The Limits of AI
The "apparently silly" case of the "Doge in the Snow" dispute highlights some critical points about the limits of AI in a context of digital disruption of the legal industry.
It is beyond doubt that AI is immensely useful for processing large amounts of data. However, it also has limitations. For example, researchers found that Google's image recognition AI could be fooled by something as trivial as ordinary objects placed in unusual positions, as shown in the following image.
The limits of artificial intelligence have already been tested by big Internet platforms in the context of content moderation.
YouTube uses algorithms to identify videos potentially infringing copyright. Social media companies use AI to detect comments which violate terms and conditions of service. E-commerce platforms use AI to identify fake reviews and to take down listings that violate conditions of service.
But a large number of situations generate false negatives or positives in identification algorithms.
No matter how far technology goes in rooting out fake reviews, AI could always fall short of detecting all the tricks played by scammers without the helping hand of a human to discern borderline cases. In addition to their algorithms, YouTube also employs over 10,000 human content moderators. Facebook has around 30,000 human reviewers, surveying a whopping 510,000 comments, 293,000 statuses, and 136,000 photos being uploaded every 60 seconds.
The coming big challenge is "deep fake content". Deepfake is a "technique for human image synthesis based on artificial intelligence. It is used to combine and superimpose existing images and videos onto source images or videos using a machine learning. Deepfakes have been used to create fake celebrity pornographic videos or revenge porn".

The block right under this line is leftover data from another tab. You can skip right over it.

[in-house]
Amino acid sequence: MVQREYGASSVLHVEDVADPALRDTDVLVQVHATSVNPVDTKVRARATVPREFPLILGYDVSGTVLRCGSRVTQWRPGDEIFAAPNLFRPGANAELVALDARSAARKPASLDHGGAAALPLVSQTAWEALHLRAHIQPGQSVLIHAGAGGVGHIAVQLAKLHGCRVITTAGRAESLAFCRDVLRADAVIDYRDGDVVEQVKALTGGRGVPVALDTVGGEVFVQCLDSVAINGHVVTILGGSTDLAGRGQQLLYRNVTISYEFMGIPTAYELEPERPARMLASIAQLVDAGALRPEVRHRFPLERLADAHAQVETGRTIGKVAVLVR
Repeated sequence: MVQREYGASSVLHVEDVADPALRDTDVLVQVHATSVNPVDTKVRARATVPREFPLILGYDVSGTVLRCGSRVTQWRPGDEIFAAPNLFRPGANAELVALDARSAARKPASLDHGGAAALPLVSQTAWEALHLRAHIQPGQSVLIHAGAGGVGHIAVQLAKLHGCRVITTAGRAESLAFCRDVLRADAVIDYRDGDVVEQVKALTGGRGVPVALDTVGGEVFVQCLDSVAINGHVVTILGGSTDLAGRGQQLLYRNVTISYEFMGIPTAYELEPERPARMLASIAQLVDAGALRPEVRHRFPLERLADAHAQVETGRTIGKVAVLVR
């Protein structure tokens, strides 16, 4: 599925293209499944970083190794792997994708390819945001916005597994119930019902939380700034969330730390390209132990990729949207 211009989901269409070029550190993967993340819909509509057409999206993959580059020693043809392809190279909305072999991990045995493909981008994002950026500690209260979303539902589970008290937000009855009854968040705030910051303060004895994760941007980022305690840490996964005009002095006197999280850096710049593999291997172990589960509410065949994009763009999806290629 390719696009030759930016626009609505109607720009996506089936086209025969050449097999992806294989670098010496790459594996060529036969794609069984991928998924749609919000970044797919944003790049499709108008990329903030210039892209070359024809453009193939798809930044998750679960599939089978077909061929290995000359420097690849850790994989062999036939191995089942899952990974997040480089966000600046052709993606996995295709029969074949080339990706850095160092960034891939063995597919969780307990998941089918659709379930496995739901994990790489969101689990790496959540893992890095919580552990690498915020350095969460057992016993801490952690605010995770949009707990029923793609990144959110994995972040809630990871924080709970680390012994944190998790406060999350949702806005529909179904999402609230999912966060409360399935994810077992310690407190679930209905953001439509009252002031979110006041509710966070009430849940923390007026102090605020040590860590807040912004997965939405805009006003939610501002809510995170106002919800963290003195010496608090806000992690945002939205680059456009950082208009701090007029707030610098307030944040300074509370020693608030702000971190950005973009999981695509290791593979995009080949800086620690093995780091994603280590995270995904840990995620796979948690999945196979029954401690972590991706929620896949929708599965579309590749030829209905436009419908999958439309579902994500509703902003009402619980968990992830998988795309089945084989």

AI tools are being developed for automated Deepfake detection. But this kind of validation may also require some type of human participation.
The Boundaries of Collective and Artificial Intelligence
The experience of big tech platforms solving user disputes and moderating content can be a preview of how artificial intelligence may impact the future of law.
Over time, AI will probably be unbeatable in simple and objective decisions. Automation will lead to a cheaper and faster decision making than any human based procedure could ever provide.
Collective intelligence methods such as Kleros will be especially useful for decisions where a great deal of transparency is needed (because of conflicting interests of parties) but which is too complex to be handled by AI. When human intervention is needed to appreciate the nuances of a situation, collective intelligence trumps artificial intelligence.
And then, there are other situations involving even higher levels of subjectivity and complexity. For example, disputes where a conflict of values is present or where stakes are extremely high may not be a fertile terrain for the use of artificial or collective intelligence. People may accept the algorithm or the crowd for settling an e-commerce dispute over a couple hundred dollars, but are unlikely to have them decide over disputes that affect fundamental rights (e.g., sending someone to jail). This is probably where traditional dispute resolution systems and lawyers will still have an edge, at least in the foreseeable future.
Of course, these systems may have digital enhancements such as incorporating online communication for increased efficiency and reduced need for physically go to court. But, essentially, the procedure will still look like traditional court proceedings.
The disruption in the legal industry is just starting and new technologies are coming into play, each addressing a specific type of problem: AI solves mechanical and repetitive tasks, crowdsourcing resolves cases with higher complexity and traditional methods are always there when stakes are really high.